Maria Apichella, Psalmody, London: Eyewear Publishing, 2016
How does one review poetry? The critical propositions of analysis seem ill at ease when juxtaposed with lyrical beauty. And yet review I must. How else can I have any chance of persuading another to imbibe this book? And like scripture it indeed deserves to be eaten.
Who would have thought that a collection of poems could mirror the psalms that are themselves a reflection of our own souls? And yet this is exactly what this collection does—as its name implies it is a Psalter. But do not think for a moment that this is some crass like-for-like echo of each-and-every psalm. No. These ninety-three poems are so similar and yet oh so different to canonical psalmody.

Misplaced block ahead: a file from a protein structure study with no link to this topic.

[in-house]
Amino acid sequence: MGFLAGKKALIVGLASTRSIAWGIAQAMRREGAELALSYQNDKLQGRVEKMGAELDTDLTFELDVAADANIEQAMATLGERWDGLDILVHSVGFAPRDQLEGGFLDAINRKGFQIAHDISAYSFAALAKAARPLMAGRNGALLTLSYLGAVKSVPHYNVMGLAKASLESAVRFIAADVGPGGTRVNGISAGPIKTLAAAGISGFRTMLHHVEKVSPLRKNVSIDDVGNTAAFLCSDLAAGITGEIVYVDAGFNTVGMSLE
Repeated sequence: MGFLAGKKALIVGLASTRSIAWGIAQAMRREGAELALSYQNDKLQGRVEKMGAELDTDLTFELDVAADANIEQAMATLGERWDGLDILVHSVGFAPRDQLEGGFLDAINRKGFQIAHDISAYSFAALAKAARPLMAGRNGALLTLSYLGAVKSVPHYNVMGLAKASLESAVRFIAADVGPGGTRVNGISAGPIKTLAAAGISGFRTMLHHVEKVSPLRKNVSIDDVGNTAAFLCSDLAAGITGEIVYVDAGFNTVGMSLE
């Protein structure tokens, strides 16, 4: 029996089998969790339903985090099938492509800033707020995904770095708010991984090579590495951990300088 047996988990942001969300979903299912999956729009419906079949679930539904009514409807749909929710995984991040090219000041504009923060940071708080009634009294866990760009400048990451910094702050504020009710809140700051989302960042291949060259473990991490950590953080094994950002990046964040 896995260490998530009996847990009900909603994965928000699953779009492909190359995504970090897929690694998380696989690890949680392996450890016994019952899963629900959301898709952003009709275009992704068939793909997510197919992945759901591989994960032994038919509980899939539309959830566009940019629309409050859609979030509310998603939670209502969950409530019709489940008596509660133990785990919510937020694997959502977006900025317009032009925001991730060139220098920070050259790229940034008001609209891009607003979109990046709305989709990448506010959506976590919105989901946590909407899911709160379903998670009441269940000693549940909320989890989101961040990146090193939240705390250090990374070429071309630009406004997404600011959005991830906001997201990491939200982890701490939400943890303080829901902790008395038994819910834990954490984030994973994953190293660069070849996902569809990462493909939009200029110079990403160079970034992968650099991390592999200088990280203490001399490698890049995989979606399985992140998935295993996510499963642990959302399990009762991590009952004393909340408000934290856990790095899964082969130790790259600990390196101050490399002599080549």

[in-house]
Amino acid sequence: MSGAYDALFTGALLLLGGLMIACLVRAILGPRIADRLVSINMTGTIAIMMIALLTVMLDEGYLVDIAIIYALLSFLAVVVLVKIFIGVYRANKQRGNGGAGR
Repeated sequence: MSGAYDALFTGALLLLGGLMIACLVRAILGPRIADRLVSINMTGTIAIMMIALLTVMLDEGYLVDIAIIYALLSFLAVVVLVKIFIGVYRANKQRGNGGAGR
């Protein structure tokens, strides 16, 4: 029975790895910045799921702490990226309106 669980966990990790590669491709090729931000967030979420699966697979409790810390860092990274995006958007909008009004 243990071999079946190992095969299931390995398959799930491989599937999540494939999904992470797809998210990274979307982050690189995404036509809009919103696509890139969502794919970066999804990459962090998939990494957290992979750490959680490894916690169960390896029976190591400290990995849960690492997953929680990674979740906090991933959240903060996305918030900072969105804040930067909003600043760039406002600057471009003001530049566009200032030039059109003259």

In one way they are much alike, for there is a narrative here, from beginning to end. Yes, a story. A story that is initially difficult to discern. But discern it the reader will as the hermeneutical circle spirals ever-on. Piece by elegant piece the unself-similar bricks fit together to work a greater synergy than any anthology of poems.
The attentive reader will delight as intertextual connections with the Psalter of Psalters are made. The faithful reader will share the psalmist’s journey betwixt failing and faith. The unpublished reader will wish they had such a psalmody in print. The trusting reader will understand that before Jehovah Jirah they are already themselves a Psalter as important to Adoni as that of King David.
Eat this book it won’t turn your stomach sour.
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